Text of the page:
I, Tonya -This Movie Rocks Its Lutzes Axels Pirouettes & Twirls
Dir: Craig Gillespie
Starring Margot Robbie, Sebastian Stan, Alison Janney, Bobby Cannavale
The story of US Winter Olympic competitor Tonya Harding and her arch competitor Nancy Kerrigan is a notorious one and, as this film cleverly demonstrates, one that has already become subject to “print the legend” mythology. Indeed, a great deal of the fun in Steven Rogers’ script (and subsequently in the all round excellent performances) is the Chinese whispers nature of the events that unfold here, and how the truth nimbly flits between all of the participants.
What we do know is that Harding (Robbie at a career best) was a girl who grew up with two things in her life – a desire to be a figure skater, and a constant level of various forms of abuse, both mental and physical, first from her monster of a mother (a genius-level Janney) and then from her means of escape, her not too bright and quick to lash out husband Jeff (Stan, more than holding his own.) As wrong side of the tracks Tonya struggles to reach her potential, a mixture of those around her and, to a degree, her own personality conspire to confound her, culminating in the infamous assault on her teammate and rival Nancy Corrigan, just prior to the 1994 Winter Olympics.
Told in a light and frothy manner for the most part– but always with a strong sense of pathos – Gillespie’s film has two main strengths – its cast, and its understanding of its central figures. Firstly, Robbie and Janney are nomination bound, both giving exemplary performances. Janney never shies away from the sheer unpleasantness of her matriarch, showing ugly even more than ugly is needed here. It’s a brave, uncompromising turn and it is a testament to both her and her director that some slivers of very dark humour are still allowed to shine through (even when she breaks the fourth wall and complains that the script is marginalising her as a character.)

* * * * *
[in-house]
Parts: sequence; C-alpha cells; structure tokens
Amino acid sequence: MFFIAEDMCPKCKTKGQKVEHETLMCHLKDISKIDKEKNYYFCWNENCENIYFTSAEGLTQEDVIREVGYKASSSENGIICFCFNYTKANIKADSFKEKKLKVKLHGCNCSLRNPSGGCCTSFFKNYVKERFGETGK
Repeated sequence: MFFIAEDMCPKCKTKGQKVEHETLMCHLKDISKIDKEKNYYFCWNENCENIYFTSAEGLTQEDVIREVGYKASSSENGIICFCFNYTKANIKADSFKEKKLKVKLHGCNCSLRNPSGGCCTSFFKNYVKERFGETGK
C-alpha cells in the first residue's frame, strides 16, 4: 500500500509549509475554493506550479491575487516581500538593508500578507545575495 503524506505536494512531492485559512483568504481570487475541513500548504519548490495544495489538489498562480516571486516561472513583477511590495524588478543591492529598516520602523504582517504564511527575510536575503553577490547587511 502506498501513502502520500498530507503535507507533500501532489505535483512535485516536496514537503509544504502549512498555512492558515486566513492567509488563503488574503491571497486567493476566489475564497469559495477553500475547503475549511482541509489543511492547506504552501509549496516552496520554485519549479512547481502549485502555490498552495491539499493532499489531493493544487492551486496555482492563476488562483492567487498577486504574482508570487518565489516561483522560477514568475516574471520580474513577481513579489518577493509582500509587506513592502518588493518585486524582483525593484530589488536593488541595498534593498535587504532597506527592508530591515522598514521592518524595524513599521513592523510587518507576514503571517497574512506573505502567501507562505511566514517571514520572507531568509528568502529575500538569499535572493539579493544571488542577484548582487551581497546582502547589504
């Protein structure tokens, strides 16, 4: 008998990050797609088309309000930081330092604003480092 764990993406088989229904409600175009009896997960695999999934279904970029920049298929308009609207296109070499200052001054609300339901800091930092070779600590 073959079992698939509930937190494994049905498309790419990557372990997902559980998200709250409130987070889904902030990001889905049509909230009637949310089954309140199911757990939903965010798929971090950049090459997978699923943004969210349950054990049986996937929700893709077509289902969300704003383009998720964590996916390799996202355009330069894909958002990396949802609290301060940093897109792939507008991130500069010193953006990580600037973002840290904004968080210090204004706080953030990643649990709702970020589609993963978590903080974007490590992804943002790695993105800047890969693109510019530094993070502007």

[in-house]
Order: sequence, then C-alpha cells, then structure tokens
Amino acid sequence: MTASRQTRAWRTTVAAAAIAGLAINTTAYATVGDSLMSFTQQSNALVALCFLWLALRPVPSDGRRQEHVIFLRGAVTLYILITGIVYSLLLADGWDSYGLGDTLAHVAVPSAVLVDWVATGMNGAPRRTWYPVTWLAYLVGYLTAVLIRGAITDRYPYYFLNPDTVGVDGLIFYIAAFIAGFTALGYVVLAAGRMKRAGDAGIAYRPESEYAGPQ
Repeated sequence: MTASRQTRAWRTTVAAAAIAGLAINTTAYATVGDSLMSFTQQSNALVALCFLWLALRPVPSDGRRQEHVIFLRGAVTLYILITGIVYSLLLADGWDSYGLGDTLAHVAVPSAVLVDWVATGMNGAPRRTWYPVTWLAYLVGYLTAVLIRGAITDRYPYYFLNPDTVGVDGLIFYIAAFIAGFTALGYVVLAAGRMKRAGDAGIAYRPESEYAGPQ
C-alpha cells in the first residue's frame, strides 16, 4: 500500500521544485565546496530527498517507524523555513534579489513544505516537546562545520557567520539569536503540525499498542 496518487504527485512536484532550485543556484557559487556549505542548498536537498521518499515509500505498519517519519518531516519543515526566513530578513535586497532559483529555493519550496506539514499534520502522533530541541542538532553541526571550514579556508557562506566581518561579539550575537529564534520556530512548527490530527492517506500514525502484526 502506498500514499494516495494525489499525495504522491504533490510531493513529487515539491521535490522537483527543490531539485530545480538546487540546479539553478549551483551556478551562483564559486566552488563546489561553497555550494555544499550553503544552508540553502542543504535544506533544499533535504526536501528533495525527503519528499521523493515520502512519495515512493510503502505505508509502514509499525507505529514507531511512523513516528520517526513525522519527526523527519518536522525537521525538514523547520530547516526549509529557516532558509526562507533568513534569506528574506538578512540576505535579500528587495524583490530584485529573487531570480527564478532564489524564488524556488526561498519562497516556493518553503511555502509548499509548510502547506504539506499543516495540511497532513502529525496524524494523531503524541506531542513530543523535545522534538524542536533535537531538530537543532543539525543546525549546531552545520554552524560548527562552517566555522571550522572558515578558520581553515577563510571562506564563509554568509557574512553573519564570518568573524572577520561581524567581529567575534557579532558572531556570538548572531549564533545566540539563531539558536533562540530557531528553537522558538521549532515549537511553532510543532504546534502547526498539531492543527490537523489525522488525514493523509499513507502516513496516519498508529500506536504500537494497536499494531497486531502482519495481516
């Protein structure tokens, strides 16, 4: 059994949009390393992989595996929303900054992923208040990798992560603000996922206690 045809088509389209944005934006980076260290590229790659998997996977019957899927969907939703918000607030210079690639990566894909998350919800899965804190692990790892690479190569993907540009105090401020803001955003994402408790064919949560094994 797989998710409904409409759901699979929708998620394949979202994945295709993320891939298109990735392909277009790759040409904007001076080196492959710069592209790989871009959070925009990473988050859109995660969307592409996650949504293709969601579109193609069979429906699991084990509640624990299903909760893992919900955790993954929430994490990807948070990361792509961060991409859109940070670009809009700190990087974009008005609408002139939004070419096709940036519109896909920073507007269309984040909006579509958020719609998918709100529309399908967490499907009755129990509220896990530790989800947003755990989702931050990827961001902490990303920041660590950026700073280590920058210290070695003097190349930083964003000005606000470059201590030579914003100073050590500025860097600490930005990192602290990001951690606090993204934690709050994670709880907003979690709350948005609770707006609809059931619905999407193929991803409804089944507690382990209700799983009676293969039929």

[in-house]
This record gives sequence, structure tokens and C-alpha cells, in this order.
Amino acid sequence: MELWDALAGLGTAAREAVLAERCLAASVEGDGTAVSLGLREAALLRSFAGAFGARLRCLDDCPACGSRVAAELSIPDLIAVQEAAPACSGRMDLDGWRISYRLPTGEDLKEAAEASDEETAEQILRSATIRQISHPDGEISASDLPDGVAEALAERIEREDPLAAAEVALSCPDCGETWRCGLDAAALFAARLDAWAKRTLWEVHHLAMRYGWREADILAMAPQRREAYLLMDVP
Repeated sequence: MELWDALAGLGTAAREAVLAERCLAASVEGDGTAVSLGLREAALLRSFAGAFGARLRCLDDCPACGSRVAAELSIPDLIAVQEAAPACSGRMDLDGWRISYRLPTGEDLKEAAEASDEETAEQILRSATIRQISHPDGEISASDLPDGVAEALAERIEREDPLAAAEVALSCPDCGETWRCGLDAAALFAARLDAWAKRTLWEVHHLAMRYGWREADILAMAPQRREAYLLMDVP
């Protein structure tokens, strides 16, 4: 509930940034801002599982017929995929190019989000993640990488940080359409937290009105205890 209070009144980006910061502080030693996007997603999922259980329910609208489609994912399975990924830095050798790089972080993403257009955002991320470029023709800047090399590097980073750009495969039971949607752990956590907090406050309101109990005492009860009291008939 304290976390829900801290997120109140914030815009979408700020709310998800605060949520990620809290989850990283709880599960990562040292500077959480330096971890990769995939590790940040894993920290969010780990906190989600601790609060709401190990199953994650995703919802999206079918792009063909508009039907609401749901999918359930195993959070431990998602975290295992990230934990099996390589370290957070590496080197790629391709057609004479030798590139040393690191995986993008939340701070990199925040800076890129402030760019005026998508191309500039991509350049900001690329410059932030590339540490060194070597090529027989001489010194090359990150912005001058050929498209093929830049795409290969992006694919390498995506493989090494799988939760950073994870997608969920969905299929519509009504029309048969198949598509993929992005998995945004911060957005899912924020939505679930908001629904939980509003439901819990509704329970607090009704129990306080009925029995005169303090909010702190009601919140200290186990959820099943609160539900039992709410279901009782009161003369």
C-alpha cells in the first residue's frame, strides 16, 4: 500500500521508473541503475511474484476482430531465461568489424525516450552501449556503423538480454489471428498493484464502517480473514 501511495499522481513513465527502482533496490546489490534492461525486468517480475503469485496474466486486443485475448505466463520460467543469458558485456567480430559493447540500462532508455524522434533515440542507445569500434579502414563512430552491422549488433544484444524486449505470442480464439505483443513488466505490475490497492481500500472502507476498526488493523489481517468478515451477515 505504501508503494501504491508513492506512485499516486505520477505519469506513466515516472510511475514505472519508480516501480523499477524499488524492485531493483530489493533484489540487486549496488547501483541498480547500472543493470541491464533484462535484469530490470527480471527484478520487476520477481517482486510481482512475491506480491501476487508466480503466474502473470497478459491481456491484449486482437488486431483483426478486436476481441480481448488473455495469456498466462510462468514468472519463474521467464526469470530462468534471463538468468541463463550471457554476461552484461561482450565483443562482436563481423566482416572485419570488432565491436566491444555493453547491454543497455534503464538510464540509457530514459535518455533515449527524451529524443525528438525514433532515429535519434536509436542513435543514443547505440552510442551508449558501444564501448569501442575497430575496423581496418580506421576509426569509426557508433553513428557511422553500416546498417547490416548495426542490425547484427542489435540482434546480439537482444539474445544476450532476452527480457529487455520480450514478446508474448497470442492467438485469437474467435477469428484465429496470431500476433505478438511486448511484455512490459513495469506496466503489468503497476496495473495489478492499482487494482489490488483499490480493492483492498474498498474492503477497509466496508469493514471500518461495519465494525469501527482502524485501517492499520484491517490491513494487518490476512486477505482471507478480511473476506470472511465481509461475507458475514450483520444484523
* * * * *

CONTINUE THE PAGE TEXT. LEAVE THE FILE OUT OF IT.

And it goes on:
It is Robbie whoever who dominates. Not only does she bring a level of vulnerability to Harding, a character who initially appears to be her own worst enemy, but she displays a level of empathy that really translates off the screen. It is a simply brilliant performance and one that should see her taking her rightful place in this year’s numerous Best Actress nominations. (And if she doesn’t, someone could well end up with a busted leg or two.)
As the third wheel in all this, Sebastian Stan has the less showy role as Tonya’s abusive and deeply insecure (and not overly smart) hubby Jeff, and he brings far more to the role than such a one-dimensional description implies.
Gillespie moves his film along at a right old clip, making the most of Rogers’ inventive script, which plays with expectation and form both, not only mixing knowing talking heads, but also adding moments that allow our unreliable narrators to break out and address the audience directly, always unbalancing the veracity of the events being depicted.
As good as it is however, it does miss a trick. Gillespie is strong at conveying the various angles of the story, but never really finds an overall point of view. There’s a feeling that this is more filmic reportage rather than, say, something satirical, which at times the movie seems to cry out for. You wonder what someone like Michael Richie would have made of this, or even Altman. (Or especially Scorsese - to whom Gillespie owes a clear debt here, not least in the deployment of his excellent period soundtrack.)
But that’s a minor quibble. What I, Tonya is is distinctly edifying, funny, warm at times and very winning. All that, and two of the finest performances of the year.
(On a side note – a few years back, the great Loudon Wainwright wrote a song about Tonya Harding, which managed to do exactly what this film does so well. It takes the media demonised version of her and finds a way to truly humanise her in the end. No mean feat, in film or in song. Have a listen at the bottom if you like.)
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